Pena-Rodriguez v. Colorado

Summarized by:

  • Court: United States Supreme Court
  • Area(s) of Law: Evidence
  • Date Filed: March 6, 2017
  • Case #: 15-606
  • Judge(s)/Court Below: Kennedy, J., delivered the opinion of the Court, in which Ginsburg, Breyer, Sotomayor, and Kagan, JJ., joined. Thomas, J., filed a dissenting opinion. Alito, J., filed a dissenting opinion, in which Roberts, C. J., and Thomas, J., joined.
  • Full Text Opinion

If a juror makes a statement that exhibits overt racial bias and casts serious doubt on the fairness and impartiality of the jury’s deliberations, then the no-impeachment rule must give way to allow the trial court to consider the evidence of the juror’s statement.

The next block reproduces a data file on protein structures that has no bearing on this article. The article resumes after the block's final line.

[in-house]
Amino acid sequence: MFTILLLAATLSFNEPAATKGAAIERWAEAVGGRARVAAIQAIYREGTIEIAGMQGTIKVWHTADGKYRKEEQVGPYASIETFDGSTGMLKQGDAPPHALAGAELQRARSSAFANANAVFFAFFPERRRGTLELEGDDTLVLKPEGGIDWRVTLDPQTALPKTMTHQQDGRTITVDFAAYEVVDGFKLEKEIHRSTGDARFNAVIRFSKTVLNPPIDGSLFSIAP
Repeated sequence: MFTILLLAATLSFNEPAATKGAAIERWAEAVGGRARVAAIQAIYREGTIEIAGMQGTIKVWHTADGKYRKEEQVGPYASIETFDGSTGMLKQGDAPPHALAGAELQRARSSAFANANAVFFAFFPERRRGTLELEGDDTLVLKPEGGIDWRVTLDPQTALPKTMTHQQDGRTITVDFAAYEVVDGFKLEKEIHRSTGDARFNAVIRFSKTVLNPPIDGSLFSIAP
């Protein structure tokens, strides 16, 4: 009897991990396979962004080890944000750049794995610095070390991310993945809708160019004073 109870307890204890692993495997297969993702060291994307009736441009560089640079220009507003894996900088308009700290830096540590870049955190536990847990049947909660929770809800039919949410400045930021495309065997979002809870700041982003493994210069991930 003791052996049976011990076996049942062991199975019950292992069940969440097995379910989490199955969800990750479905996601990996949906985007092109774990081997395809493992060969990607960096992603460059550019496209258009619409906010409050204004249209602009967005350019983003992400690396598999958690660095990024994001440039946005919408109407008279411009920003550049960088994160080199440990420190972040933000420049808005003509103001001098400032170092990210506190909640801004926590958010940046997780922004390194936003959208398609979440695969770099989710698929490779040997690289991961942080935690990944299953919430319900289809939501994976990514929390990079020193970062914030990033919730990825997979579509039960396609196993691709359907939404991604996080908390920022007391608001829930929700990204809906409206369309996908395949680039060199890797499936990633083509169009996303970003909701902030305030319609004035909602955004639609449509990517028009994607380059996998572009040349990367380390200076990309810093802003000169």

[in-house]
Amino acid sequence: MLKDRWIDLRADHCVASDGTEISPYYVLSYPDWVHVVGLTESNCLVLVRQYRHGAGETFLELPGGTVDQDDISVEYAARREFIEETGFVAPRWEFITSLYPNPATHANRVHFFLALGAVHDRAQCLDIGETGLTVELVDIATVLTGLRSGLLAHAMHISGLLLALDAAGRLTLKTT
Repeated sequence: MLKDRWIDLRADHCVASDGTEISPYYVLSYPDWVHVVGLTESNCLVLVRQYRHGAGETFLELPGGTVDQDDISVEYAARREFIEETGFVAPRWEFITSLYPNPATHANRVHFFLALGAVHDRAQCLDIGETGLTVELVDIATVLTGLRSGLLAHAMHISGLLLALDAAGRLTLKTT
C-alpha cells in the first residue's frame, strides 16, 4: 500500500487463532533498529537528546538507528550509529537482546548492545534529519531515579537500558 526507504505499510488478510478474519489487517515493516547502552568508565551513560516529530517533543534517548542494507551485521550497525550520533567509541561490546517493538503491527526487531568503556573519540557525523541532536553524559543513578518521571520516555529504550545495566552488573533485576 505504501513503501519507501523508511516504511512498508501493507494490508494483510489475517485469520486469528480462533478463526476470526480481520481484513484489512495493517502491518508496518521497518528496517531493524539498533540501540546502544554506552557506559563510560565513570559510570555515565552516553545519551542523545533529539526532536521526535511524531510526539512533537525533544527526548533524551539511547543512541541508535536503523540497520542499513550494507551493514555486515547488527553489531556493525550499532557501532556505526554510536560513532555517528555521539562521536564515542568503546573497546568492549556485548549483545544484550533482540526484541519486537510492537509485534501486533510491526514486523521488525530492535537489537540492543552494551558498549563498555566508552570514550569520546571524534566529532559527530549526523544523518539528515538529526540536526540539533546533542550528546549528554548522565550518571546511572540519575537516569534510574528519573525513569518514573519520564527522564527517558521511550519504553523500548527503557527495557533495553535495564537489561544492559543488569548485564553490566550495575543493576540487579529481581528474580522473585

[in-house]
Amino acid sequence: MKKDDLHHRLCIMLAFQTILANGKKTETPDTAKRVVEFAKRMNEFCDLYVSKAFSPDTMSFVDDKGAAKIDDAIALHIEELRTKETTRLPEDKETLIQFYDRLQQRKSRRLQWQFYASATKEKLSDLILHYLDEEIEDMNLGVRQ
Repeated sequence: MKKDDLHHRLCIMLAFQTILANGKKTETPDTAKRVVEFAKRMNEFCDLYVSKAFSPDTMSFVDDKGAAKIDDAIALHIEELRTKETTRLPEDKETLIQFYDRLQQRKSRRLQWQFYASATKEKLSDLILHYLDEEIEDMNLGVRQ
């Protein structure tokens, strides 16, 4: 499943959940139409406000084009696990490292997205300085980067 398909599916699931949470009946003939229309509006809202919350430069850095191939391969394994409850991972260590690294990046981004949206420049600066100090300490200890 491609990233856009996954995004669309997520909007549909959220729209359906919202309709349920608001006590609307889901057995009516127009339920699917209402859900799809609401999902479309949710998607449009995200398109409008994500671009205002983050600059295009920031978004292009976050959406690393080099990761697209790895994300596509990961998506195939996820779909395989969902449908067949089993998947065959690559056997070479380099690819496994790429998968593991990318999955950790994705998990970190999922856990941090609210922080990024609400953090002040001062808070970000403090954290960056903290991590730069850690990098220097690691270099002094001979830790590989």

A jury found petitioner guilty of unlawful sexual contact and harassment. After the jury was discharged, two jurors informed petitioner’s counsel that during deliberations, another juror expressed anti-Hispanic bias toward petitioner and petitioner’s alibi witness. The trial court reviewed the affidavits of the two jurors, which reported several biased statements made by the other juror. The trial court acknowledged the other juror’s bias, but noted that Colorado Rule of Evidence 606(b) prohibits a juror from testifying as to any statement made during jury deliberations in a proceeding inquiring into the validity of the verdict. The Colorado Court of Appeals and the Colorado Supreme Court affirmed. On certiorari to the United States Supreme Court, the court held that if a juror makes a statement that exhibits overt racial bias and casts serious doubt on the fairness and impartiality of the jury’s deliberations, then the no-impeachment rule must give way to allow the trial court to consider the evidence of the juror’s statement. The no-impeachment rule assures that once a jury enters a verdict, the verdict will not be called into question based on comments made during deliberations. 1975, Congress adopted Federal Rule of Evidence 606(b), which provides a broad no-impeachment rule, with limited exceptions. However, at least 16 jurisdictions recognize an exception to the no-impeachment rule where racial bias played a role in deliberations, as shown by juror testimony. In addition, common law prior to adoption of Federal Rules of Evidence provides that the no-impeachment rule admits exceptions in extreme cases. Citing the Fourteenth Amendment, the Supreme Court noted that racial bias implicates unique historical, constitutional, and institutional concerns. Racial bias is harmful to the administration of justice and can’t be remedied by existing safeguards to prevent a biased jury. Therefore, the court must address racial bias to ensure confidence in the jury system. REVERSED AND REMANDED.

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